What IS my point? My point is, I learned something in this interview that would be superfluous background for the article but fascinating for me nonetheless and so worthy of sharing with my blog readers.
But first I have to tell you about the woman I interviewed (see, more background!). Her name is Elizabeth Noble, a physical therapist and author of a book I read 8+ years ago after picking it up from the bookstore on the way home from that 20-week sonogram appointment, which revealed not one but two babies. Her book, "Having Twins," is still on my bookshelf. I especially enjoyed the passage where I learned that my love of sweet potatoes might have had as much to do with my twin pregnancy as my family history and age. My twins were conceived between Thanksgiving and Christmas--the height of yam eating season.
Oh grief, I'm really off the point now.
Sort of. I was speaking to Elizabeth Noble, who also wrote the book "Essential Exercises for the Childbearing Year," for an article about positions that can help relieve discomforts of pregnancy. And in that conversation she shared this revelation with me:
"What pregnancy does is reveal to a woman her strengths and weaknesses in her muskuloskeletal system. She would have those problems eventually."
So here we are going around blaming our pregnancies for this or for that (ahem pelvic floor disorder, anyone?) when we actually have our pregnancies to thank for getting us to, and addressing, our future body sooner. Of course, ideally we should prevent those problems in the first place, but we have so much working against us... like chairs and cars and computers and televisions...
Anyhow, "those problems" almost always have everything to do with a weak pelvic floor. I believe increased athletic activity can also illuminate pelvic floor weakness in the same way a pregnancy can. When you're demanding a lot from your body and you have muscle imbalances and pelvic floor weakness--where, begins the genesis of our movement--the low back, knees, hips, even feet, will eventually feel the effects of those weaknesses.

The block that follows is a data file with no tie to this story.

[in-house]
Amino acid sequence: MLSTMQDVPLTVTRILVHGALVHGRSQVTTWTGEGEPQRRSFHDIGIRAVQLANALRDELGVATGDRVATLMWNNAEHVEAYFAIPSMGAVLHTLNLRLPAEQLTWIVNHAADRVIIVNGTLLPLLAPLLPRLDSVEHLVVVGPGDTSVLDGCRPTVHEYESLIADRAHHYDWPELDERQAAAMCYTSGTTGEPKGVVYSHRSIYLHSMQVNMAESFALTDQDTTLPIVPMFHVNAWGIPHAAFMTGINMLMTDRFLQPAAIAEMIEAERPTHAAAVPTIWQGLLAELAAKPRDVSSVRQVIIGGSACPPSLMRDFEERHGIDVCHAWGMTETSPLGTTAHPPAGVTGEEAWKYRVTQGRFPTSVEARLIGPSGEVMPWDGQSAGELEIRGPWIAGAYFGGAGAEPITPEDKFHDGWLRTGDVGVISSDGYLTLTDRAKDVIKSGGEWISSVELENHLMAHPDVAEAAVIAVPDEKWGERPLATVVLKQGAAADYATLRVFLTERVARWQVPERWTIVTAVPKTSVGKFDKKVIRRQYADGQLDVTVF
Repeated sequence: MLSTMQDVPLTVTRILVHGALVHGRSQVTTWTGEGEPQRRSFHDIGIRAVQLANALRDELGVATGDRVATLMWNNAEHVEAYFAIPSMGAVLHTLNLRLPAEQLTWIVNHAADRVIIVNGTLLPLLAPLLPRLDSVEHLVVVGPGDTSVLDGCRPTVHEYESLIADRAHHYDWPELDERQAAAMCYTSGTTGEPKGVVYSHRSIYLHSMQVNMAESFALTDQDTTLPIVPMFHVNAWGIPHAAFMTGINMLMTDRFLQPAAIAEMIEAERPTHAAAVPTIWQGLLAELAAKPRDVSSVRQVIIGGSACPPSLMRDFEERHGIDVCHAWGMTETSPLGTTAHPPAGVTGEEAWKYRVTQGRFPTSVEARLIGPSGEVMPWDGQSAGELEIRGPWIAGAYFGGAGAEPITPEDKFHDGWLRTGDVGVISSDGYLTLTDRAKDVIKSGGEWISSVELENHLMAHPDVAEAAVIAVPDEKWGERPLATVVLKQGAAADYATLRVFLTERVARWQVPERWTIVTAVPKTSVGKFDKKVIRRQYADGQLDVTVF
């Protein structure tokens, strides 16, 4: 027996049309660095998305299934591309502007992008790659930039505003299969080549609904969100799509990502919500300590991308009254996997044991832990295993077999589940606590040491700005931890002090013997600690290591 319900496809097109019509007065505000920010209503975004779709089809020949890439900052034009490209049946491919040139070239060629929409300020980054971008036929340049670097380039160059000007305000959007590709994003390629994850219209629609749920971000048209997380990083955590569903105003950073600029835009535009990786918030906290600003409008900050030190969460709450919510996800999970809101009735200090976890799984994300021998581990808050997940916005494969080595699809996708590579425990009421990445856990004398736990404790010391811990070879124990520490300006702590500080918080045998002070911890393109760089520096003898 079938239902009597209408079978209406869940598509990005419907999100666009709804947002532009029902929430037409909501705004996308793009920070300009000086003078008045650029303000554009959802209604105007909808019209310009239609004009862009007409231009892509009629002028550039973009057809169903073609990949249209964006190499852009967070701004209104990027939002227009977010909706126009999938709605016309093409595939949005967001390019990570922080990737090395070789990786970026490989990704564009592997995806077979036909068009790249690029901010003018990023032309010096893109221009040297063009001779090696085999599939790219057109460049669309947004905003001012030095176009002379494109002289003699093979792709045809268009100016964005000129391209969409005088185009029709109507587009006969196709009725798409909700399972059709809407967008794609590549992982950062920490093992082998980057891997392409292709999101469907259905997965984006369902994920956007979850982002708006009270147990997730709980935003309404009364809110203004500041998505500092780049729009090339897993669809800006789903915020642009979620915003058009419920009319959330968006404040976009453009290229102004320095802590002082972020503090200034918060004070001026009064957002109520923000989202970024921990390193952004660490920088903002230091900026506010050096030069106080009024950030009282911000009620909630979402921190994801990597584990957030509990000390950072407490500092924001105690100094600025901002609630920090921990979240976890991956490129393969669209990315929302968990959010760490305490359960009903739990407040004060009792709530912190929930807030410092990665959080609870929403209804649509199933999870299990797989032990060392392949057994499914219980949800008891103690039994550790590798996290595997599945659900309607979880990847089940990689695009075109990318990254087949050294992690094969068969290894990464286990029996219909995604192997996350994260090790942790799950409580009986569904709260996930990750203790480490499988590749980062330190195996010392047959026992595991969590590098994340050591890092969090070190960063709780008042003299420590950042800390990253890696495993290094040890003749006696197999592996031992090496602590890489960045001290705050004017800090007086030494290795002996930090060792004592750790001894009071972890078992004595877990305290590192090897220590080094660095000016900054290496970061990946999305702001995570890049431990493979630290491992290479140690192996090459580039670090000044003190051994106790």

Noble, who also is an anthropologist and founder of the Section on Womens Health at the American Physical Therapy Association, echoed a strategy heard here before by Katy Bowman: Start squatting.
She said, "The pelvic floor attaches to the external rotators of the hips; when you come out of a squat, you tighten the pelvic floor." The problem, she added, is that few people in the western world squat anymore. Even when she travels to Asian countries even the younger people aren't squatting like their grannies.
I found this passage in her book interesting:
The comforts of modern life have more and more removed us from the routine physical work that compensates for these structural weaknesses by muscular development. We sit too much. We use laundry dryers instead of bending and stretching at the line. If you ever drive a car without power steering, or use a manual typewriter after an electronic keyboard, you have felt how labor-saving devices make us weak. Worst of all the "modern improvements" is the water commode--the porcelain throne on which people sit to perform functions that should happen only in squatting. Alas, around the world squat toilets are disappearing and pelvic problems for both men and women are increasing in proportion.She told me she squats on her toilet seat. "I climb on to them," she said. "I put my feet on the rim of the toilet. It can be a dangerous position; one day my foot slid in." She also said there are platforms people can buy or make to modify their toilets so they can squat on them.
Naturally, I had to try.
It was high time I cleaned my bathroom floor anyway. Part of the failure was that I was trying to watch (wouldn't you, I mean, to make sure you hit the target?) but in bending my neck down, I also tilted my pelvis forward. That meant missing the bowl. Another obstacle: this can't be done with panties around your ankles.
While the Bill & Melinda Gates foundation is in the process of reinventing the toilet for the developing world, we might ask to include a new design for industrial countries so we can take back our pelvic floor.
Meanwhile, I harken back to Katy Bowman's advice: just use your shower to squat and pee.
What else did Elizabeth Noble leave me with? She says if you have to sit, sit on an exercise ball. I sat on one when I worked while pregnant but had since gone back to the chair. Now I'm back on the ball (as I type this on Sunday afternoon my 2-year old is sitting on it behind me and bouncing mightily).
Which brings me to something else she said (a side story? more background? information to support my point? Hell, I don't know anymore) that's worth repeating: The exercises that are good for you to do in pregnancy are good for you to do for the rest of your life.
Keep up those post-partum exercises. F-O-R-E-V-E-R.